When my first novel came out, I would invariably be asked about the subplot of teen lesbianism I chose to include. This would be followed by a brief, awkward silence. But I was always happy to set minds at ease, to ensure the questioner and the audience that the question was welcomed.
I wrote then in my novel about Carly, a popular, talented high school senior who was coming to terms with a romantic attachment she had recently developed toward a childhood friend. In my most recent novel, I have included a fourteen-year-old girl who is questioning her gender.
When it comes to the acronym LGBTQ, I lean heavily toward the Q (meaning either “queer,” or non conforming, and “questioning,” meaning not sure yet) with my young characters.
I do this for good reasons, I think. One reason is personal, the other much broader.
First, let me introduce Catherine, a real person, who began life with a name she no longer recognizes. Catherine has overcome many obstacles to be who she is today—accepted as a woman, working toward her goal of becoming an attorney. She is on the other side now of all it took for her to transition successfully. She began her quest while still in her teens, going through each required step along the way: counseling, early changes in clothing and hairstyle; then on to hormone therapy, and finally genital surgery in Canada several years ago. Not every trans person undergoes surgery, but for Catherine, it was the right decision.
No one goes through gender-confirming surgery frivolously. I’ve watched Catherine over the years; I know what she has endured to claim her true identity. Her mother is a good friend. I was her birth partner during her pregnancy, so I was certain to be there for Catherine’s surgery: her second birth, which was successful but not without complications once she returned home.
When Catherine began to have post-operative problems, she had a harrowing time finding a gynecologist who knew what she needed and was willing to provide it. “I was blatantly told by one doctor that he was perfectly capable of treating me but would not because I was trans,” she told me. Catherine and her mother traveled the country before finding proper care. Today Catherine’s medical issues are behind her, and she has found a new, competent, and caring gynecologist in her hometown. And yet, she can still cite examples of “transphobia” (intense dislike or fear of or prejudice against transgender men and women), which are borne out by recent studies. And that brings me to the broader issues.
Looking into the damage resulting from transphobia, I began to feel an affinity going beyond my love for Catherine and my respect for what she endured as a transgender youth. In her teens, while her parents were always supportive, she was among a population often disowned, sometimes forced to leave home. She was among a group who would be ostracized by peers and teachers at school if they “came out,” who would be discriminated against, often teased or bullied, or who became victims of violence. None of this describes the day-to-day anxiety of the simplest of things, like asking for a bathroom pass. Some transgender children will not go to the bathroom all day, resulting in kidney or urinary-tract infections. And the problems and issues they face can become life-threatening.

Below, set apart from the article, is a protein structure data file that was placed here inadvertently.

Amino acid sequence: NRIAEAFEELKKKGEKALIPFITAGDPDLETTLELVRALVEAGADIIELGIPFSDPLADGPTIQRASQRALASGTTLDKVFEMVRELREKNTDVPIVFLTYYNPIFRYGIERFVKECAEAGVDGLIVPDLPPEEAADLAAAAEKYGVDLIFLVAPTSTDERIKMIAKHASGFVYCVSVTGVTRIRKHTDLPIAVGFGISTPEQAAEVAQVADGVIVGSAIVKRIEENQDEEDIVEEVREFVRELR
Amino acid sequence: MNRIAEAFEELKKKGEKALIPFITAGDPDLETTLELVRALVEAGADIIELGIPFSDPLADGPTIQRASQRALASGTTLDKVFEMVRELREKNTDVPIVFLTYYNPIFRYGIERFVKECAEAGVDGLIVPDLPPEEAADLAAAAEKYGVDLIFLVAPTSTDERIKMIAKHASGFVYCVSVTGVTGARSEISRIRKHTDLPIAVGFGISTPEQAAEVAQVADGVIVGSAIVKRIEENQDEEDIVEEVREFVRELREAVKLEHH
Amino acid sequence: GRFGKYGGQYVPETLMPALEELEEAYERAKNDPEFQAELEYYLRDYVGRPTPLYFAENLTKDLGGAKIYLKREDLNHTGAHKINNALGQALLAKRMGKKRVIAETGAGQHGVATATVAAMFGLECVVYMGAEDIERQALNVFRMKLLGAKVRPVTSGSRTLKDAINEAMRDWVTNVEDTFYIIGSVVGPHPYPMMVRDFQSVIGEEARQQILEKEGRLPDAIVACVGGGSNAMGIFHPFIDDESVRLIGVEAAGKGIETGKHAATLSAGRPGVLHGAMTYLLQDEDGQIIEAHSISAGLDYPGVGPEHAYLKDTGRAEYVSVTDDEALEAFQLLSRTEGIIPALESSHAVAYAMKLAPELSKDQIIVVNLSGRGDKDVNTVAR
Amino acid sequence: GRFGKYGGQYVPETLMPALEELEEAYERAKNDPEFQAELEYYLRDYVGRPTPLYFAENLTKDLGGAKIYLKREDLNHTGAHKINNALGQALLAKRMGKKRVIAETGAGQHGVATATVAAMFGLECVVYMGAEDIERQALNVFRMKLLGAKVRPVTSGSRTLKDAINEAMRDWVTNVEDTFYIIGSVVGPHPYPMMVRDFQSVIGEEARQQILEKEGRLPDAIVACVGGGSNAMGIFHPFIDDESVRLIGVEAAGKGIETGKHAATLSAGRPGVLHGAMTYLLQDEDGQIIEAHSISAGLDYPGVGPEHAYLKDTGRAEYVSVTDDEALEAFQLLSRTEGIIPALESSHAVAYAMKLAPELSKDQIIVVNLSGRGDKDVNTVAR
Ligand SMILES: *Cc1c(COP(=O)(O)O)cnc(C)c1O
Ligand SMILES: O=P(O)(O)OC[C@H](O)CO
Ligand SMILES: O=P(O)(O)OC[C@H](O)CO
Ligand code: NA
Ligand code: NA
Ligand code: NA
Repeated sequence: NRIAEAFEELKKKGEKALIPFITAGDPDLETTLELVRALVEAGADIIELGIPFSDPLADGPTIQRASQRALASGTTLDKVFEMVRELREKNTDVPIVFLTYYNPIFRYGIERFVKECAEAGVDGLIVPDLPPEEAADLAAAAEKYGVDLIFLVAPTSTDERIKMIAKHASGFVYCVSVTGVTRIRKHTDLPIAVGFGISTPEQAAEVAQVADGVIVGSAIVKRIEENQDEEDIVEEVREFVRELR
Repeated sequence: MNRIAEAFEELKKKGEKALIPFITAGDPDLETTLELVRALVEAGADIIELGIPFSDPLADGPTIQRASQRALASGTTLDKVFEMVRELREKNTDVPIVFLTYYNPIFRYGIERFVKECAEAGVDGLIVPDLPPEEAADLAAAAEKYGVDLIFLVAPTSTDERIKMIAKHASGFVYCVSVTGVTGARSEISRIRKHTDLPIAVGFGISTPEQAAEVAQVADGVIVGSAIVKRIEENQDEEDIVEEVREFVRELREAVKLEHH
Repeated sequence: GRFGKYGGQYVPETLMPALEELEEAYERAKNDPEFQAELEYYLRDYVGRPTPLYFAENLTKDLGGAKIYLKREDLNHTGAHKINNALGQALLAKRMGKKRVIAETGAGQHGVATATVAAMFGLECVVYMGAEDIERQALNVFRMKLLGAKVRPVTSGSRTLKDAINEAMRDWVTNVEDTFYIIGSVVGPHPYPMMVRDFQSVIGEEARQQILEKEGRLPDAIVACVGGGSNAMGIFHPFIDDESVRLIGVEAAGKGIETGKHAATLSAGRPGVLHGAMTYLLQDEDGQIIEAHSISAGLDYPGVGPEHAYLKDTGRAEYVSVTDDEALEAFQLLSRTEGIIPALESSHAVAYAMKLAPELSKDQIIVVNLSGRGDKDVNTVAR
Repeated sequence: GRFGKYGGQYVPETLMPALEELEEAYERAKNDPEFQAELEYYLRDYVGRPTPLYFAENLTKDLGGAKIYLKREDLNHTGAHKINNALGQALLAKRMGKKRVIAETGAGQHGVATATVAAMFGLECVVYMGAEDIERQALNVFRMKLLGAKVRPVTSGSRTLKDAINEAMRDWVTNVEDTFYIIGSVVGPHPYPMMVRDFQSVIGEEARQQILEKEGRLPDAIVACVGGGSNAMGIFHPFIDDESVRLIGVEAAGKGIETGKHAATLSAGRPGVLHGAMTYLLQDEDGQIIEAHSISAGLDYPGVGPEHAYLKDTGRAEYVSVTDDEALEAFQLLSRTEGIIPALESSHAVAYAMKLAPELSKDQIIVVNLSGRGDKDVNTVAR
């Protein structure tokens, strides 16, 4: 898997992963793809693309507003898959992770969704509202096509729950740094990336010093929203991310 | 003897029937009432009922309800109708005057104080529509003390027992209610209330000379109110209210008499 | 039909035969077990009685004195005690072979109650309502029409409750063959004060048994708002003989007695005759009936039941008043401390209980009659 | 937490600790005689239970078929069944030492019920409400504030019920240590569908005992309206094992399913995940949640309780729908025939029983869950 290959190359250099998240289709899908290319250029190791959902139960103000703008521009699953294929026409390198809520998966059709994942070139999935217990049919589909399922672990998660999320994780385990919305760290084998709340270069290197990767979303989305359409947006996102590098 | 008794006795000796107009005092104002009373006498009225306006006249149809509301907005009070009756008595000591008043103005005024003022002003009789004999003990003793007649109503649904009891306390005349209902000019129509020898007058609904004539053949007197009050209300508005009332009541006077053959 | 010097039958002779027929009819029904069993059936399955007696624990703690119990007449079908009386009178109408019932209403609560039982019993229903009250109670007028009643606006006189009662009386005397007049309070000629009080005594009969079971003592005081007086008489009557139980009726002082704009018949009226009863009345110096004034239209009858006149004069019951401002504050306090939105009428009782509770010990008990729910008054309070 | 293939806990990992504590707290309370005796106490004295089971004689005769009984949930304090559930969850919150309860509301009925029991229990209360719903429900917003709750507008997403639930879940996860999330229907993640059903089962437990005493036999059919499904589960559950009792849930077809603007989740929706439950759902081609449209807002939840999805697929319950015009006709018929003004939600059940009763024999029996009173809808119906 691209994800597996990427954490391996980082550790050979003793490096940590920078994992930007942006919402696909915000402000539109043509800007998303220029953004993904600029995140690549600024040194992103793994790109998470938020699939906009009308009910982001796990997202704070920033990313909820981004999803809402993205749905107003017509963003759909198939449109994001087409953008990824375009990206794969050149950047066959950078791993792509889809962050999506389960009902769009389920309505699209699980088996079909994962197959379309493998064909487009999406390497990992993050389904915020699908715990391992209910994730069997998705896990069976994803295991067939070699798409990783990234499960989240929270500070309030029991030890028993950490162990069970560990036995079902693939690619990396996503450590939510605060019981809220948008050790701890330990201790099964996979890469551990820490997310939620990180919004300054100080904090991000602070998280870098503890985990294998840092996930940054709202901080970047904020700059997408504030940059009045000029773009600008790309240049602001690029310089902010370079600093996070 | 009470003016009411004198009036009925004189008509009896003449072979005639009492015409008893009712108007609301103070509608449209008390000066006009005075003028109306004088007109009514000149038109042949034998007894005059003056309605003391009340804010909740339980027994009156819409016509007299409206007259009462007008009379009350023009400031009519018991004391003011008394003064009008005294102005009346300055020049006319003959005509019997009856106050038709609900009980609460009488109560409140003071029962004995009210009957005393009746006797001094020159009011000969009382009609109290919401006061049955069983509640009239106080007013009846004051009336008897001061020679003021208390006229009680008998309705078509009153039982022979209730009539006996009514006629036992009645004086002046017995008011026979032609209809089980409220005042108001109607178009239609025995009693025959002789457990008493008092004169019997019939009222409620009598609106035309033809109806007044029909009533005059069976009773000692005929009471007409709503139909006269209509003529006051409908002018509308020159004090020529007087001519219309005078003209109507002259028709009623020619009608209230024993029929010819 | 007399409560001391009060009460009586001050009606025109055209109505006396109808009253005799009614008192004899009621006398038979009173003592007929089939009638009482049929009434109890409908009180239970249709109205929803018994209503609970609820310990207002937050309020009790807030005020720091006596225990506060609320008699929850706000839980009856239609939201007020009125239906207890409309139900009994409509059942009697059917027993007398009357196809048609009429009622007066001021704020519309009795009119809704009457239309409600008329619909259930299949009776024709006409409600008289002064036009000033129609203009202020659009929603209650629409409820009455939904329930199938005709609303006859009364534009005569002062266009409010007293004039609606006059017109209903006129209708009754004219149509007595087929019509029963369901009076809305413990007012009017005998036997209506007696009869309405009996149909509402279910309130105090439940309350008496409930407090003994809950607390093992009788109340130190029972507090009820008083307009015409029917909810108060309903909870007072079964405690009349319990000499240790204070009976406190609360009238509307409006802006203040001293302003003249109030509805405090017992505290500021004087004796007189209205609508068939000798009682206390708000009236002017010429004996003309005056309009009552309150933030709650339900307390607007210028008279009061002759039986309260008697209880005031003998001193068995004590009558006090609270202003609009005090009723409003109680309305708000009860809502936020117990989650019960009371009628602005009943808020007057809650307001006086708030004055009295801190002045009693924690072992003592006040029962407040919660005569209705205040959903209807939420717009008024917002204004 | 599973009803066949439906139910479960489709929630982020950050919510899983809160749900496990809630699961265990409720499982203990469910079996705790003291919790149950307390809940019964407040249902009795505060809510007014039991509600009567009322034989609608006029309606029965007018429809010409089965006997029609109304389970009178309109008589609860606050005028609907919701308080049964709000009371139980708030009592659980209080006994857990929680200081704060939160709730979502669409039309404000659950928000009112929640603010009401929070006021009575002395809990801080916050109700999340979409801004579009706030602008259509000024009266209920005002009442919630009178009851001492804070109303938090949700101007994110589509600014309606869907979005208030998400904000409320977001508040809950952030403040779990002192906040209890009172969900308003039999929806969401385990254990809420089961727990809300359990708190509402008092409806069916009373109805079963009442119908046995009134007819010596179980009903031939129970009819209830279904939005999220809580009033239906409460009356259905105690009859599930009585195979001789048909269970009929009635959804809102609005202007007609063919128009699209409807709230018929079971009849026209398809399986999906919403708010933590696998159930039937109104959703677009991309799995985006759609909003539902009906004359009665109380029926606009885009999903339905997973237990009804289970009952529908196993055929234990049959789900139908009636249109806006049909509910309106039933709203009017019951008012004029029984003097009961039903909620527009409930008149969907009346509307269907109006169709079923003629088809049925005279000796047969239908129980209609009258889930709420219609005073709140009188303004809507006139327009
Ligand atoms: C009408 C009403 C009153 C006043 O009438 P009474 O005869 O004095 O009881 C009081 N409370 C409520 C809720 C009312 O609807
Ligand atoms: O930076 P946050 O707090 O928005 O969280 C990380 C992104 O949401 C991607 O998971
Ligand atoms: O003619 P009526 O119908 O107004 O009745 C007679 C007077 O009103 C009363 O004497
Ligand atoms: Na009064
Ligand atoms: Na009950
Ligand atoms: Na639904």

In a recently published survey in the journal Pediatrics, researchers revealed startling findings, the most significant of which is “the high frequency of mental health conditions” among transgender youth. According to the study, especially problematic “are the results for suicidal ideation and self-inflicted injuries.” The study concludes that these children and adolescents need not only “evaluation of mental health needs but also urgent implementation of social and educational measures of gender-identity support.”
Tracy A. Becerra-Culqui, co-author of the study, when asked in Medical News Today (April, 2018) about the results, said she hoped the research would create “awareness about the pressure young people questioning their gender identity may feel, and how this may affect their mental well-being.” She went on to note how crucial it is for young people who are questioning their gender identity to get the necessary social and educational support they may need.
It seems to me adults have a responsibility to shepherd these kids through such difficult times in their lives. I can do my part by writing about their issues with care. And I have Catherine to thank for increasing my knowledge and awareness.
Now in her second year of law school, she recently told me what area of the law she wanted to pursue, saying, “LGTBQIA+* rights are issues near and dear to my heart….Ultimately, all forms of human rights would be my preferred practice. I would also point out that one of the deepest issues affecting trans individuals is poverty and employment law. Work in that area would allow me to help change present negative attitudes about trans applicants.”
When I think about the future, with young people like Catherine about to enter professions like the law, I have hope that mitigates some of my own concerns, and I am looking forward to the day when Catherine gets her degree. I’ve been there for other milestones in her life, and I don’t intend to miss that one.